A gentleman with exceptional moustaches leapt at once to his feet. He appeared to be wearing a white night gown with rather elaborate embroidery at the collar and cuffs. Seeing him only increased the terrible urge she had been feeling to scream, and run away. Before she could plan an escape, Mrs. Easlefeet hurried forwards to make introductions.

“Ah, my dear, my dear, I must present this young lady to you,” she began.

Justina loathed her for that. The person of greater social status was asked first, and she could not, possibly, be of lesser consideration than a man who went about in public in a nightgown?
“This is Justina Fairfax, dear Elizobella’s daughter. Justina, this is none other than the ArchDruid Henry Caractacus Morestrop Jones!”

As Mrs. Easelfeet continued with an incomprehensible list of further titles, ArchDruid Henry indulged in some complex hand maneuvering and offered her his services.

“Founder of the Brotherhood of Restrained Enlightenment, and current leader of the Truly Venerable Order of English Druids,” he added.

Justina took a few careful steps backwards whilst saying, “How charming.” She had only encountered Druids once before, at a meeting of the Society of Archaeology an Antiquities. A lecture about whether the Romans might have constructed on Stonehenge had been disrupted by a man, dressed entirely in clothes made from the skins of very small mammals. He had entered without invitation, stood upon a table, waved a sword about and made a wholly unfathomable speech about classical geometry at ancient sites.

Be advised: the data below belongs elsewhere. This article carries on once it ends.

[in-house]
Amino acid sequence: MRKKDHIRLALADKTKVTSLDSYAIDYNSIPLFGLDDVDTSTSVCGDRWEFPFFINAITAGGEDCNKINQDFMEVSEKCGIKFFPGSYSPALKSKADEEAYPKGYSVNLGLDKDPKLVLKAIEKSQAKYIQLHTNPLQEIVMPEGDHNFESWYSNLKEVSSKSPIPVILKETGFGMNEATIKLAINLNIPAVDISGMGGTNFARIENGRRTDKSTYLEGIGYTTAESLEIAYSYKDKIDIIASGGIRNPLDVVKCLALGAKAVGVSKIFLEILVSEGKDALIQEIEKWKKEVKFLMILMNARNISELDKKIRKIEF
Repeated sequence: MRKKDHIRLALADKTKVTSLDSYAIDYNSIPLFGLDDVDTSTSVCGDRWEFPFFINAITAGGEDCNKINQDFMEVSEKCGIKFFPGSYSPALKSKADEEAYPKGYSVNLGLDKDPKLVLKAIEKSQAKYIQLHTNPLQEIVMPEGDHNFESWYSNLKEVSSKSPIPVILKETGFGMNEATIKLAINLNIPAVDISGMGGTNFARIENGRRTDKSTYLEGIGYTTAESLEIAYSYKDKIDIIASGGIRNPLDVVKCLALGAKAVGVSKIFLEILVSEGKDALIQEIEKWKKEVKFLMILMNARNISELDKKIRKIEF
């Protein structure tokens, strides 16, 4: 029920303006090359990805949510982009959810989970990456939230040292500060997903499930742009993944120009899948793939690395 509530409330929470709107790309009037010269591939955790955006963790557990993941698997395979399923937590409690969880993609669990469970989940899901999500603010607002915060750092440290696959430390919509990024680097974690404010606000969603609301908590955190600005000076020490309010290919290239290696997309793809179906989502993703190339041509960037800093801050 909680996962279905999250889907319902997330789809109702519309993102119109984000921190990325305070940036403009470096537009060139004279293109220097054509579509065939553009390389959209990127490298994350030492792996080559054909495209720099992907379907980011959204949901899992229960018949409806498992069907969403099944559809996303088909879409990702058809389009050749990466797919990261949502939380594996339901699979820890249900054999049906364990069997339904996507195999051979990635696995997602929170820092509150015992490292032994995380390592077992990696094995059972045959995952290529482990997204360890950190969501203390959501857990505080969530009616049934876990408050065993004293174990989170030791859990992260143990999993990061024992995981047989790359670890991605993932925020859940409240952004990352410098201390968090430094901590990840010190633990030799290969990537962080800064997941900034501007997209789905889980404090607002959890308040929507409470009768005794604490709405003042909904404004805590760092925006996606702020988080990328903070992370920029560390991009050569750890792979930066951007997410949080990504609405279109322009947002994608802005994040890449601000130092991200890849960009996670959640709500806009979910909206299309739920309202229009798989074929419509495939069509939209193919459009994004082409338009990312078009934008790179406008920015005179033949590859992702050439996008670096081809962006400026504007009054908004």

Just as she as paused to flee this current scene of dismay, Mrs Fairfax commenced exalting Justina’s many virtues as an antiquarian scholar. With her reputation the new topic of conversation, escape seemed less appealing.

“I myself have a great interest in the ancient times,” the strangely dressed man announced. He had the kind of voice that would even whisper loudly. “The Truly Venerable Order of English Druids has written records going back to before even the Roman invasion. Our oldest manuscripts are known to be the work of Taliesin himself.”

He paused, and Justina knew she was supposed to be impressed by his claims. Certainly such documents had the power to re-write English history, and that made her very suspicious. It was amazing how many bored gentlemen and obscure vicars turned out to have ancient manuscripts stashed in their attics.

Fire in the head

I used to improvise and wing things a lot, in rituals, and musically. There was a time when I’d happily go out with a violin and play music I didn’t know, with strangers, and mostly get away with it. It takes a certain amount of nerve. I think you could do that from a place of arrogance or self confidence, but for me what mostly enable the winging of things, was a deep belief in the awen. I’d open my heart, and the words would come, or the notes, or whatever I needed creatively in the moment. It never failed me. Mostly I just experienced the inspiration as happening to me, a force rushing through me, and I never felt much ownership of the things I did.

Life changes and a loss of nerve have meant I’ve not been out winging it as much in the last few years. Hardly at all, in fact. I draw on inspiration to write, but that’s usually a slow and private process. If it doesn’t work, no one else will ever know. Winging it in public is totally exposed and vulnerable, any shortcomings made visible. It’s one thing to go out and feel that you’re balancing on a tightrope the awen holds steady, and quite another to feel like you can’t. Depression and anxiety are not aids to the flow of inspiration. They are serious blocks, and anxiety makes it hard to just go out there and do it and trust that you can.

I had some unexpected jamming in a pub with some guys about a month ago. That helped me feel like I could just leap in and do those improvised things again. Yesterday I really took the plunge. If you read the blog – here – about Intelligent Designing, I proposed to write limericks for anyone who shared either the blog or the link. I had quite a few link shares on facebook yesterday (thank you everyone who joined in) and was rapidly churning out silly limericks that included people’s names. Exposed enough to feel a bit edgy, hidden behind the computer enough to feel a bit safe.